Ex post evaluations have become more commonplace across a wider range of policy areas, and the public is now informed in advance of ex post evaluations that will take place through two-year plans posted on the website of each ministry. Italy also introduced new non-binding guidance on ex post evaluation and RIA in 2018.

Ministries have to prepare a simplified RIA, providing a first assessment of expected impacts and a justification for not conducting a full RIA for low impact proposals, which is reviewed by the Department of Legal and Legislative Affairs (DAGL) within the Presidency of the Council of Ministers. Ministries are also required to publish twice a year a 6-month legislative programme, highlighting planned RIAs and consultations. The programmes are to be posted on the central government website and the website of individual ministries.

DAGL reviews the quality of RIAs and ex post evaluations. It can issue a negative opinion to the State Secretary to the Presidency if RIA quality is deemed inadequate and before the draft legislation is presented to the Council. The DAGL also validates planned RIAs and consultations included in the 6-month legislative programmes and ex post evaluation included in the two-year ministries plans, proposes changes to the regulatory policy framework, promotes training, provides technical guidance and reports annually to Parliament on regulatory quality tools. An Impact Assessment Independent Unit (Nucleo AIR) supports the DAGL in reviewing ex ante and ex post evaluations. This unit is composed of external experts serving a four-year term, selected through an open and competitive process. The Consultative Chamber on draft normative acts of the Council of State checks the quality of RIA and stakeholder engagement practices and evaluates regulatory policy.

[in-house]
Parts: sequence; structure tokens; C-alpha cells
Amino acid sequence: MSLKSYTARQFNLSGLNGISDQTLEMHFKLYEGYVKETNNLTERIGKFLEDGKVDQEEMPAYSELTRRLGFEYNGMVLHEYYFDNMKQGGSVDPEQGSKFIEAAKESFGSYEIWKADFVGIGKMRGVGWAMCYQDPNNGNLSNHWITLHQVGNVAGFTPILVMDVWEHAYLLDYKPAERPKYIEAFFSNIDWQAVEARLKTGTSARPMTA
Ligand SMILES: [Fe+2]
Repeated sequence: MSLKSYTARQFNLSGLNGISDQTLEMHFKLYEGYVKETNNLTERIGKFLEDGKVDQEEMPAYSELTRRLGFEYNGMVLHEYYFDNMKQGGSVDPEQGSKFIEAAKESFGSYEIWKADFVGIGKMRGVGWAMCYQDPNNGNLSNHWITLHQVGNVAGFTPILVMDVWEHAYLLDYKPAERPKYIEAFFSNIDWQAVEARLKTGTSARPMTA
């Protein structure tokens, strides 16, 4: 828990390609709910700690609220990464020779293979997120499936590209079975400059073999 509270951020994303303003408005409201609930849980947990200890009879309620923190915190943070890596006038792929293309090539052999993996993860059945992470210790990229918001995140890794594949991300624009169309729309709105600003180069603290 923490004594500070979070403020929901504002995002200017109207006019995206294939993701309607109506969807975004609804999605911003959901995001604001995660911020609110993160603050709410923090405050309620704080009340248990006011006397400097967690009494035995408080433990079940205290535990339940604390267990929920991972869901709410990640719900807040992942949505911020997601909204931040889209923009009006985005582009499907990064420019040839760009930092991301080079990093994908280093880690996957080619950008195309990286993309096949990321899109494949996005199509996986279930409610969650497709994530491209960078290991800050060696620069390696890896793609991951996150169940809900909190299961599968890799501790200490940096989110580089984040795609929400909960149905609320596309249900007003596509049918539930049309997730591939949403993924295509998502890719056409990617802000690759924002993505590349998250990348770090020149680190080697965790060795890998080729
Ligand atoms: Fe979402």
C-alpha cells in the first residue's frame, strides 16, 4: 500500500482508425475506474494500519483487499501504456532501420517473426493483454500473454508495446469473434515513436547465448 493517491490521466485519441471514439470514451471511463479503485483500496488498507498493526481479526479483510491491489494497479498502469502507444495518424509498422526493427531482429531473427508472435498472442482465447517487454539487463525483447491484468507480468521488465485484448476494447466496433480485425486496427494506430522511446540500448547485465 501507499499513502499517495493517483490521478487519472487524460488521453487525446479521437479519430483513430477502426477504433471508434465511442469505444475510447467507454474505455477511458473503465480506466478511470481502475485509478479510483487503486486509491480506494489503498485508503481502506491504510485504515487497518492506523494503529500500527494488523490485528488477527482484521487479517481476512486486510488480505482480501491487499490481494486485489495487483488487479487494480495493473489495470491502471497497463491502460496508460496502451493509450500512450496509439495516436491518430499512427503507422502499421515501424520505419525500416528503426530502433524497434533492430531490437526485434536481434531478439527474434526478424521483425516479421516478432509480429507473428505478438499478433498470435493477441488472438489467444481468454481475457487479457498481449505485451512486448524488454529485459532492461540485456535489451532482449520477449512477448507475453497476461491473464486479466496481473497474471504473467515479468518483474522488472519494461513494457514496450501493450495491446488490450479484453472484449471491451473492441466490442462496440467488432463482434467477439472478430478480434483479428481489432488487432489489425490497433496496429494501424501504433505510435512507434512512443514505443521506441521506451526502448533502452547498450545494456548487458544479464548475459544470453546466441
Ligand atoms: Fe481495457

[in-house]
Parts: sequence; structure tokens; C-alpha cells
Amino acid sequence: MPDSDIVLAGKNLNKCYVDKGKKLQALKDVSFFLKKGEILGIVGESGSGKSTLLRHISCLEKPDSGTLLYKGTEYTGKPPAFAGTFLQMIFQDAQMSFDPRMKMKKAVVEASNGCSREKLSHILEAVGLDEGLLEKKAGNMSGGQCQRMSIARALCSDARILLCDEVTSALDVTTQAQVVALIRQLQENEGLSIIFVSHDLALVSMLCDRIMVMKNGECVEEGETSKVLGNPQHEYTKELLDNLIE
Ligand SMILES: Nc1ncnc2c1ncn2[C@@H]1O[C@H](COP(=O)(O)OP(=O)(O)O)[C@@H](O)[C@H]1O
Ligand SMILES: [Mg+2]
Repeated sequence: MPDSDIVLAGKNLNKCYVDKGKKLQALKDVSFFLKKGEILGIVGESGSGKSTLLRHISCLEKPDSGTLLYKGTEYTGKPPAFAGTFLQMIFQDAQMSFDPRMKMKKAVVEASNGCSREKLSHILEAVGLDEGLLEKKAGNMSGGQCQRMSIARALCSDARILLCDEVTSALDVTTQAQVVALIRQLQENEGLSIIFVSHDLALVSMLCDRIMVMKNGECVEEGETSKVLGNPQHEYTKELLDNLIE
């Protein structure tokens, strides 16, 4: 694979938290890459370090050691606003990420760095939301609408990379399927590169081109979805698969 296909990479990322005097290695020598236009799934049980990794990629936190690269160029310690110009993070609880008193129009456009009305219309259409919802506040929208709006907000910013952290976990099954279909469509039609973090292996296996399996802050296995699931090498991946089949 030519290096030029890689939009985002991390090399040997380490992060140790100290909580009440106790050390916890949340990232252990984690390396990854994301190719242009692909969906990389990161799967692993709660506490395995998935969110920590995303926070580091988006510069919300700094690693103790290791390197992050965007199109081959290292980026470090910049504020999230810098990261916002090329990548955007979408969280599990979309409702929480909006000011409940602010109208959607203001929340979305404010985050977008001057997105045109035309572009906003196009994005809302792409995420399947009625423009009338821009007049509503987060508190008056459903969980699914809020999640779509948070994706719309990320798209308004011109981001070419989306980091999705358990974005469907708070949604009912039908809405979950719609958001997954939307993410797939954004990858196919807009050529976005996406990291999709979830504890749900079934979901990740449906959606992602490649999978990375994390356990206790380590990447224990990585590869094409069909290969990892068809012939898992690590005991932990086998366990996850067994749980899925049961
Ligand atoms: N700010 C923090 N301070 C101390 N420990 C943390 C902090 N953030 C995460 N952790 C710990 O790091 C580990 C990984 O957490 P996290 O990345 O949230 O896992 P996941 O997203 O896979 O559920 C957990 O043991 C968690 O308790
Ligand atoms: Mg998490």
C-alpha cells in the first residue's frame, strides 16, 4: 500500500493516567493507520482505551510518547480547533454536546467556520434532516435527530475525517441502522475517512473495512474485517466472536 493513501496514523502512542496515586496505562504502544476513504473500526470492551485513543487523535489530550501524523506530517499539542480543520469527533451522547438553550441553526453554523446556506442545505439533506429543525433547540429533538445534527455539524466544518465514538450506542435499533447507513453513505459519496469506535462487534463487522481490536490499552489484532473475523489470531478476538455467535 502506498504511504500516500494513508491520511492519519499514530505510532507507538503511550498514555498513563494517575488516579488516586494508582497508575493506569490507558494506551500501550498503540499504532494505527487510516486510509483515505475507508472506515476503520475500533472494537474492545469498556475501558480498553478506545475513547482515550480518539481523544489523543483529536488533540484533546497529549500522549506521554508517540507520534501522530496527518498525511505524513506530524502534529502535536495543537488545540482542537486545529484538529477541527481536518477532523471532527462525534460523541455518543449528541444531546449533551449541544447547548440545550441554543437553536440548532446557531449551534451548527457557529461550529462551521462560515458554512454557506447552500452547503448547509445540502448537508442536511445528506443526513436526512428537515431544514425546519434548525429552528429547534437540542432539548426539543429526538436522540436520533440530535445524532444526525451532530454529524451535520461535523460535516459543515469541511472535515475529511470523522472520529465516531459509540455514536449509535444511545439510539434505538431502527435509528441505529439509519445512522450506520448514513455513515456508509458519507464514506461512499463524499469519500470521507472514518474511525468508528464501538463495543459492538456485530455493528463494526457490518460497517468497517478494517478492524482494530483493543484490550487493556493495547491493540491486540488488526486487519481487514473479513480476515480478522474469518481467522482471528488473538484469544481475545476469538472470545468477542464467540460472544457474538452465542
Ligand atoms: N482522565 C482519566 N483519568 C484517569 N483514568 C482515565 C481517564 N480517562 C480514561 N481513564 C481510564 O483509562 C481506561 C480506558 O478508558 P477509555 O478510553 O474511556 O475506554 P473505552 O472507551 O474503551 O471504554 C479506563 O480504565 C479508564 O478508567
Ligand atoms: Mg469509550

In practice, however, several problems persist in implementation. Many RIAs lack sufficient quantification not only in terms of impacts, but also regarding the number of people affected. While RIAs are published, they are difficult to find by the general public. The challenge ahead is therefore to “connect the dots” to develop a culture of evidence-based user-centric policy making: Besides improving their quality, RIAs should be systematically made available when a regulation is proposed on a single webpage. The website could also link to the websites of independent regulators where their RIAs are posted. Most importantly, the planning and preparation of regulations needs to be genuinely informed by RIA, rather than it being an “add-on” for regulations that have fundamentally been already decided upon. While initial steps have been taken to plan ex post evaluations when preparing RIAs for major legislation, it is important to ensure that ex post evaluations are actually always taking place as planned in practice, and that results are effectively used for improving existing regulations. Consultation processes have been improved by the creation of a single online access point. They could become more systematic and consistent across different ministries and used to understand citizens’ preferences, gather evidence on implementation options (early stage) and gaps (evaluation) – and feedback from consultations should be more systematically responded to, and taken into account.

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